Delphyne Besse, Lucia Recalde Pierre Laporte Communication

Source: Pierre Laporte Communication

Delphyne Besse, Lucia Recalde

France’s Collectif 50/50, the body which spear-headed the festival gender parity charter as well as the Cannes 82 women red carpet protest last year, has launched a new initiative to investigate the gender split of cinema critics in association with European Union’s MEDIA programme. 

 “Just as the festivals are important gatekeepers so are the critics,” said Delphyne Besse, one of the co-founders of the Paris-based body. “They remain the first port of call for advice on films. There’s a lot of unconscious bias and it’s always the same, old white males who voice an opinion that ends up being the most followed.”

Besse was talking at Creative Europe MEDIA’s Women On The Move event in Cannes on Sunday (May 19).    MEDIA programme chief Lucia Recalde said the aim was to coordinate research on critics with gender equality groups across Europe, with perhaps the first pan-European study being released at the Venice Film Festival in August.

Screen’s own research reveals that of the 23 critics of the three main English-language trade papers, including Screen, reviewing films in Cannes until May 19, just 39% (nine) were women.  

Of the 32 reviews for Competition titles posted online by the three trades as Screen went to press on Sunday night, 11, or 34%, had been reviewed by female critics. In the case of the US-based trades, just 24% of their competition reviews had been done by women. 

Collectif 50/50 has kicked off the initiative with an investigation into the published reviews for films released in France between May 2018 and April 2019.  Of the 611 journalists who wrote at least one review during that period, 37% were women, lower than the national average of 47% for all the journalists holding an official press card in France.

Of the 10,602 reviews published over the period, 31% were written by women and 58% were by men. For the remaining 11%, it was not possible to ascertain the gender of the reviewer.

Going deeper into these findings, Besse said the data showed female reviewers were more likely to work for TV or women’s interest magazines rather than influential general titles or publications specialising in culture and cinema.

“The number drops drastically to 25% for specialised magazines,” she said. “We need more diverse voices to express opinions on film.”

Creative Europe MEDIA’s day-long Women On The Move also featured seminars on the progress of gender parity initiatives so far, a discussion good practices for the industry and policymakers in the EU and also unveiled new data on the gender of applicants for its funding, as well as success rates.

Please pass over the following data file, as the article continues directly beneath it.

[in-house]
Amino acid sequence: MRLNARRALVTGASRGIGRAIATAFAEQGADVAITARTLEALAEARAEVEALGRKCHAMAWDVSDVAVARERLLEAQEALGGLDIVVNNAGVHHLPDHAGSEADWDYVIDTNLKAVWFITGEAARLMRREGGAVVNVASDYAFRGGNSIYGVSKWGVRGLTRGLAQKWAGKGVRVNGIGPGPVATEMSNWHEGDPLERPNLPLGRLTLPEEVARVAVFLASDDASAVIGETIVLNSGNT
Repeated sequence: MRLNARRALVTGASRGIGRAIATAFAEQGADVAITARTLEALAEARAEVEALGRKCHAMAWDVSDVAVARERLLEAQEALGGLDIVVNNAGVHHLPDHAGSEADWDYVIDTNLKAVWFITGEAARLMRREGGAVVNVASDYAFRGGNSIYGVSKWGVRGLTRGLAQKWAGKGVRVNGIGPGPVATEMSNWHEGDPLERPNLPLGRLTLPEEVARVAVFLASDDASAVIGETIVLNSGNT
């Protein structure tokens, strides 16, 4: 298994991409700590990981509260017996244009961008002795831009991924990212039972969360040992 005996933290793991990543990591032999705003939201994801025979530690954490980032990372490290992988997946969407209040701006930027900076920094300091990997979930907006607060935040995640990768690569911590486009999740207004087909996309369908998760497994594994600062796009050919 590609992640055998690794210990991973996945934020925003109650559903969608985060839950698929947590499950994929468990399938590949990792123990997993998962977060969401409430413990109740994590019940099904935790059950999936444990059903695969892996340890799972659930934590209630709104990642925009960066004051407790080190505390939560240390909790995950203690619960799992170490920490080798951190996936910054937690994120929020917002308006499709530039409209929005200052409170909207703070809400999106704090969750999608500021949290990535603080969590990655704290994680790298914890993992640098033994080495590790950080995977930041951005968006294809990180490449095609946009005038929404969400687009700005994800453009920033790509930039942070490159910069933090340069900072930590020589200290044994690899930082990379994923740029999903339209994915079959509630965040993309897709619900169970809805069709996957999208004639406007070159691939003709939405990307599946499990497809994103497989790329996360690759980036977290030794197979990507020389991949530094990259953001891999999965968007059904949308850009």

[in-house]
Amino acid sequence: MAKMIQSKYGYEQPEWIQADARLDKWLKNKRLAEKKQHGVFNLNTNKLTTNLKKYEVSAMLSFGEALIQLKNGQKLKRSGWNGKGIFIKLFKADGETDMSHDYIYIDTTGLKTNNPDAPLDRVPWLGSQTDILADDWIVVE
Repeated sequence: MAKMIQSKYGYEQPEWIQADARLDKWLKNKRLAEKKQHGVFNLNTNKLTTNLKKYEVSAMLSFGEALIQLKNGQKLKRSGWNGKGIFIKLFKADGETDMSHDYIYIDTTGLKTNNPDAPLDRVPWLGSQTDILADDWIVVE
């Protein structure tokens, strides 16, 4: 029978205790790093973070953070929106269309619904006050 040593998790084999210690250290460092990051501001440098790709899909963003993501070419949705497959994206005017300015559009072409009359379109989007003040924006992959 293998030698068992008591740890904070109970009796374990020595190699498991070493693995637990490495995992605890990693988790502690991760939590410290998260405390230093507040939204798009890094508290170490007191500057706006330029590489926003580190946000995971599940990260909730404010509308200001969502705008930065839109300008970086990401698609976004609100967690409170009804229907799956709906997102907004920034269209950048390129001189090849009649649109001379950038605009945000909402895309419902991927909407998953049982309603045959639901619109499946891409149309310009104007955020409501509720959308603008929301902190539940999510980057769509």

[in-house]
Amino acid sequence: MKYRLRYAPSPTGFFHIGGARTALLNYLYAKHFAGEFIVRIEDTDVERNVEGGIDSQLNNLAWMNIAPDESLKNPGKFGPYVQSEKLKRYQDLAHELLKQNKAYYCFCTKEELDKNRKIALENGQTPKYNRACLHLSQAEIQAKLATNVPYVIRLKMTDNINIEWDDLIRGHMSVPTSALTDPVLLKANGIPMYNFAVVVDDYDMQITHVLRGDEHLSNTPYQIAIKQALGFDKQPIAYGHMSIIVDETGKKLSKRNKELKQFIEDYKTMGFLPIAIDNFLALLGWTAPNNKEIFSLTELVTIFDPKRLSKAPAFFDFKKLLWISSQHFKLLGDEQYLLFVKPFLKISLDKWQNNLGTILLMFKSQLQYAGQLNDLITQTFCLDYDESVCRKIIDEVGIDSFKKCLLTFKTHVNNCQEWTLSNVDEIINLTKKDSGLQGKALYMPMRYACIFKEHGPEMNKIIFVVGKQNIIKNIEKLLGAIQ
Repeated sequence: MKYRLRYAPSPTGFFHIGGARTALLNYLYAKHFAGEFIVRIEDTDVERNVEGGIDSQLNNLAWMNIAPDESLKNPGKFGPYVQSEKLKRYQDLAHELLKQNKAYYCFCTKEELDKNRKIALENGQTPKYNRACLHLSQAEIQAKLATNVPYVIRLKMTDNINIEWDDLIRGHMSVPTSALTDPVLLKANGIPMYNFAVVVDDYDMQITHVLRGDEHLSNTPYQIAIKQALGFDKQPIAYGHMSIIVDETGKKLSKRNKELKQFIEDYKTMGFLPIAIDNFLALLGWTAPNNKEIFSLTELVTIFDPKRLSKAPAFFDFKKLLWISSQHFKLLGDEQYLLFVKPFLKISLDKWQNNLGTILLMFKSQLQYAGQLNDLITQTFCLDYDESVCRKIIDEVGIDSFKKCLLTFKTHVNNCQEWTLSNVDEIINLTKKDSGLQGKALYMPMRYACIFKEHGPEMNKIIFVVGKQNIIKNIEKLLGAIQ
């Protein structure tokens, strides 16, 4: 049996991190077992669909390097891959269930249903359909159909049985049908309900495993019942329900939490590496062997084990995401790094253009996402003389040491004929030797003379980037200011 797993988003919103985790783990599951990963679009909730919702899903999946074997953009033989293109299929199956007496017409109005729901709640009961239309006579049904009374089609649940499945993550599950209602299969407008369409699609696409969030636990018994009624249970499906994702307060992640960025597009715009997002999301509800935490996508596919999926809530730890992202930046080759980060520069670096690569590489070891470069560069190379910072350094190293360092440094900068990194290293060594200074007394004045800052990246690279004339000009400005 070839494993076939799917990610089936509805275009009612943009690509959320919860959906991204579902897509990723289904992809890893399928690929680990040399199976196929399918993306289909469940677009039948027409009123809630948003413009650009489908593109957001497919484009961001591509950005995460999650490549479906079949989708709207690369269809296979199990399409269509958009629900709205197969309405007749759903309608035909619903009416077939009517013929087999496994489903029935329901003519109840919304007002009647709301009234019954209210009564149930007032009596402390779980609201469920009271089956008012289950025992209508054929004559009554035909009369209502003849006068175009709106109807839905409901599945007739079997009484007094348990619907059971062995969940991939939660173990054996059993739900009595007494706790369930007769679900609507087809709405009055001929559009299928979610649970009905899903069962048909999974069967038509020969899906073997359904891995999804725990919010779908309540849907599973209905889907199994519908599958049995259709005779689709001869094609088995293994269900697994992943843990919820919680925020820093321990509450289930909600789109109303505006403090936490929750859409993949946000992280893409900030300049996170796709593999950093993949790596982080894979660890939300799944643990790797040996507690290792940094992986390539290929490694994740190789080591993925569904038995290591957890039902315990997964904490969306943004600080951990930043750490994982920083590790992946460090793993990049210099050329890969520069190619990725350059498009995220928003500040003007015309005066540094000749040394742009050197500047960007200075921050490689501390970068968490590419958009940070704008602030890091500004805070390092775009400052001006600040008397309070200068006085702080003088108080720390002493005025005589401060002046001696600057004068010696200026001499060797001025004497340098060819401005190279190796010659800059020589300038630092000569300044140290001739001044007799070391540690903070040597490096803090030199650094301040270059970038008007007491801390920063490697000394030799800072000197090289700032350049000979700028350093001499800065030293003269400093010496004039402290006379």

According to MEDIA data covering 2014 to 2018, female professionals accounted for 28.21% of funding applicants and had a 52.12% success rate, against 51.84% for male applicants, who made up the remaining 71.19%.

Across professions, 191 female producers had won funding, against 323 male producers over the period; while 800 female distributors had won support against 2,203 male distributors. 

The Women On The Move day was among a raft of events devoted to improving gender parity in the film industry taking place in Cannes over the weekend.

On Saturday, Time’s Up and Women In Film & TV International (WIFTI) issued a joint statement calling on the film industry to step up its actions to achieve gender equality, in order for the goal of 50:50 representation by 2020 to be achieved.

“Festivals, organizations and companies all over the world have joined the movement for gender parity, and a lot of positive action has been taken. But with little over six months to go, what is really needed to achieve true gender parity?” their statement read.

They outlined a series of action points across all parts of the development to distribution chain.

“Producers: hire women in all departments; directors: work with women at every chance you get, and make sure you create those chances! Writers: write about women, write with women, write for women,” their statement read.

“Agents: represent women, pitch women and people of colour – even when it’s not specifically called for. Financers: invest in women, give women the same second chances that men get. Executives: hire women – everywhere, all the time. distributors: buy films made by women, and put them on screens – big and small. Media: Cover films made by women.”